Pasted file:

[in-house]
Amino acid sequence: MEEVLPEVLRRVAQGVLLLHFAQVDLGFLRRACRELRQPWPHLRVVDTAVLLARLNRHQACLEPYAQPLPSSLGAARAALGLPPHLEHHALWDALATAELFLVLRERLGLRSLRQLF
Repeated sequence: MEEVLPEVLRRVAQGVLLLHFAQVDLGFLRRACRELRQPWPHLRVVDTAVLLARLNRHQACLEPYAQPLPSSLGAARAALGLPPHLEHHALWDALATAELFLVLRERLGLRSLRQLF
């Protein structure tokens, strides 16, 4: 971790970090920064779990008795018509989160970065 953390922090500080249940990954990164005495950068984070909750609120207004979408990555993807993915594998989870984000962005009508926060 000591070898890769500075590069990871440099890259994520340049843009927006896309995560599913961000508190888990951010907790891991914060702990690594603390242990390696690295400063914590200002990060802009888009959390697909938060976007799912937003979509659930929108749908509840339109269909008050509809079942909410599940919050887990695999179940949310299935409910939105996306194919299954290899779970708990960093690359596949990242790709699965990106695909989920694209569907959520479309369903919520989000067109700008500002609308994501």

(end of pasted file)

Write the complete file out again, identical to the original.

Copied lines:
[in-house]
Amino acid sequence: MEEVLPEVLRRVAQGVLLLHFAQVDLGFLRRACRELRQPWPHLRVVDTAVLLARLNRHQACLEPYAQPLPSSLGAARAALGLPPHLEHHALWDALATAELFLVLRERLGLRSLRQLF
Repeated sequence: MEEVLPEVLRRVAQGVLLLHFAQVDLGFLRRACRELRQPWPHLRVVDTAVLLARLNRHQACLEPYAQPLPSSLGAARAALGLPPHLEHHALWDALATAELFLVLRERLGLRSLRQLF
């Protein structure tokens, strides 16, 4: 971790970090920064779990008795018509989160970065 953390922090500080249940990954990164005495950068984070909750609120207004979408990555993807993915594998989870984000962005009508926060 000591070898890769500075590069990871440099890259994520340049843009927006896309995560599913961000508190888990951010907790891991914060702990690594603390242990390696690295400063914590200002990060802009888009959390697909938060976007799912937003979509659930929108749908509840339109269909008050509809079942909410599940919050887990695999179940949310299935409910939105996306194919299954290899779970708990960093690359596949990242790709699965990106695909989920694209569907959520479309369903919520989000067109700008500002609308994501």